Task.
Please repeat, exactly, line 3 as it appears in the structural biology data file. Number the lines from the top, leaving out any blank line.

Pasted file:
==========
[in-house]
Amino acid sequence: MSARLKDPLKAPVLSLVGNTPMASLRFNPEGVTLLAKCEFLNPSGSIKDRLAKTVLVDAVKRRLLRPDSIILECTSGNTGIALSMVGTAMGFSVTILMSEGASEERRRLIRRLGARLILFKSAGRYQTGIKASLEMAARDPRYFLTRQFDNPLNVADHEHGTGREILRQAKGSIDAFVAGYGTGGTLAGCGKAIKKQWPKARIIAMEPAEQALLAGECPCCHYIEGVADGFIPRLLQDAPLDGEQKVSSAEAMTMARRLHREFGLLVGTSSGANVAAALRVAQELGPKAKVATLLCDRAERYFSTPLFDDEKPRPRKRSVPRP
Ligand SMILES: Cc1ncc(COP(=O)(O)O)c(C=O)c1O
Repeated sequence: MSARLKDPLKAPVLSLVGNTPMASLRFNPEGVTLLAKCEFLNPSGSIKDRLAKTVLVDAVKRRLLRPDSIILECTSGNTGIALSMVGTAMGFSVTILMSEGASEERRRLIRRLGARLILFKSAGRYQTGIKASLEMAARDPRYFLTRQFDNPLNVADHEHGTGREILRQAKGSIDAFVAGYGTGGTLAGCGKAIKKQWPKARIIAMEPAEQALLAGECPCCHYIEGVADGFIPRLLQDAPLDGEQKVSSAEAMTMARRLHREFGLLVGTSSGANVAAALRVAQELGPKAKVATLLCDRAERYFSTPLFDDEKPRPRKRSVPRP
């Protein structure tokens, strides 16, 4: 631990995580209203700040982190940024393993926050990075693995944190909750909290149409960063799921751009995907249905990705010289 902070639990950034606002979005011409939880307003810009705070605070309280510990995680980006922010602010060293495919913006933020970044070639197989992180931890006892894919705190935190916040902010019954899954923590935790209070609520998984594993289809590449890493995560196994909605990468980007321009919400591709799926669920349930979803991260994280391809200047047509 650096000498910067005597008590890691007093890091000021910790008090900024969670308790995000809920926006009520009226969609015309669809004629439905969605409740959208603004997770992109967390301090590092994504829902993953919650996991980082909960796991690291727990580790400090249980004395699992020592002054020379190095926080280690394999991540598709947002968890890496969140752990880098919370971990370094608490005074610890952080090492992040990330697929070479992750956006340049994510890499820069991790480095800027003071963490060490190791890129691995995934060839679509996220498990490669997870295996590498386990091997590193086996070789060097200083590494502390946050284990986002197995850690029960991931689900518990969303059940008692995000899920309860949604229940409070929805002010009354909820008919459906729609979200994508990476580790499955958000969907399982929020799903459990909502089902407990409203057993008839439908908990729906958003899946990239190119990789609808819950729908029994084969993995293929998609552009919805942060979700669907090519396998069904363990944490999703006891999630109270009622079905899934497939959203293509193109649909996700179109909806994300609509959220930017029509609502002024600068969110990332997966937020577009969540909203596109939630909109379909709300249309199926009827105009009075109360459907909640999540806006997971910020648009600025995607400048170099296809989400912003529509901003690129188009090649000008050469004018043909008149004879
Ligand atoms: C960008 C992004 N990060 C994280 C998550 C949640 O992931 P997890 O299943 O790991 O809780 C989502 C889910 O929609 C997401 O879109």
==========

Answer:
Ligand SMILES: Cc1ncc(COP(=O)(O)O)c(C=O)c1O